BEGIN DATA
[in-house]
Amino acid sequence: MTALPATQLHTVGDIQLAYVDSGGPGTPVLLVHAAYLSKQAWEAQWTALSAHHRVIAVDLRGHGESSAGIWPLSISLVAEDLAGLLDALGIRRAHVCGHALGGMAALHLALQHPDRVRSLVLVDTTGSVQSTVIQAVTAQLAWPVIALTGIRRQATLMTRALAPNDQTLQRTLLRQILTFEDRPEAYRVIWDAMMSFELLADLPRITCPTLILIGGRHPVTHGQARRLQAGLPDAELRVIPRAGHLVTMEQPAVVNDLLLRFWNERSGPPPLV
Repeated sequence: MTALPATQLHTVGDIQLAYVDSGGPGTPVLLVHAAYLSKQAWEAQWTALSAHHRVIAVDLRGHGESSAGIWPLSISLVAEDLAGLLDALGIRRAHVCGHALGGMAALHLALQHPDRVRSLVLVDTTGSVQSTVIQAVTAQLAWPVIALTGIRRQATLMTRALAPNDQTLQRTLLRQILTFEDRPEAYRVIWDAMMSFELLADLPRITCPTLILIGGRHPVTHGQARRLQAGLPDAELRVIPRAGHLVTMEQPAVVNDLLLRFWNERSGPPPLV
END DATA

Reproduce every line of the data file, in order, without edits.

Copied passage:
[in-house]
Amino acid sequence: MTALPATQLHTVGDIQLAYVDSGGPGTPVLLVHAAYLSKQAWEAQWTALSAHHRVIAVDLRGHGESSAGIWPLSISLVAEDLAGLLDALGIRRAHVCGHALGGMAALHLALQHPDRVRSLVLVDTTGSVQSTVIQAVTAQLAWPVIALTGIRRQATLMTRALAPNDQTLQRTLLRQILTFEDRPEAYRVIWDAMMSFELLADLPRITCPTLILIGGRHPVTHGQARRLQAGLPDAELRVIPRAGHLVTMEQPAVVNDLLLRFWNERSGPPPLV
Repeated sequence: MTALPATQLHTVGDIQLAYVDSGGPGTPVLLVHAAYLSKQAWEAQWTALSAHHRVIAVDLRGHGESSAGIWPLSISLVAEDLAGLLDALGIRRAHVCGHALGGMAALHLALQHPDRVRSLVLVDTTGSVQSTVIQAVTAQLAWPVIALTGIRRQATLMTRALAPNDQTLQRTLLRQILTFEDRPEAYRVIWDAMMSFELLADLPRITCPTLILIGGRHPVTHGQARRLQAGLPDAELRVIPRAGHLVTMEQPAVVNDLLLRFWNERSGPPPLV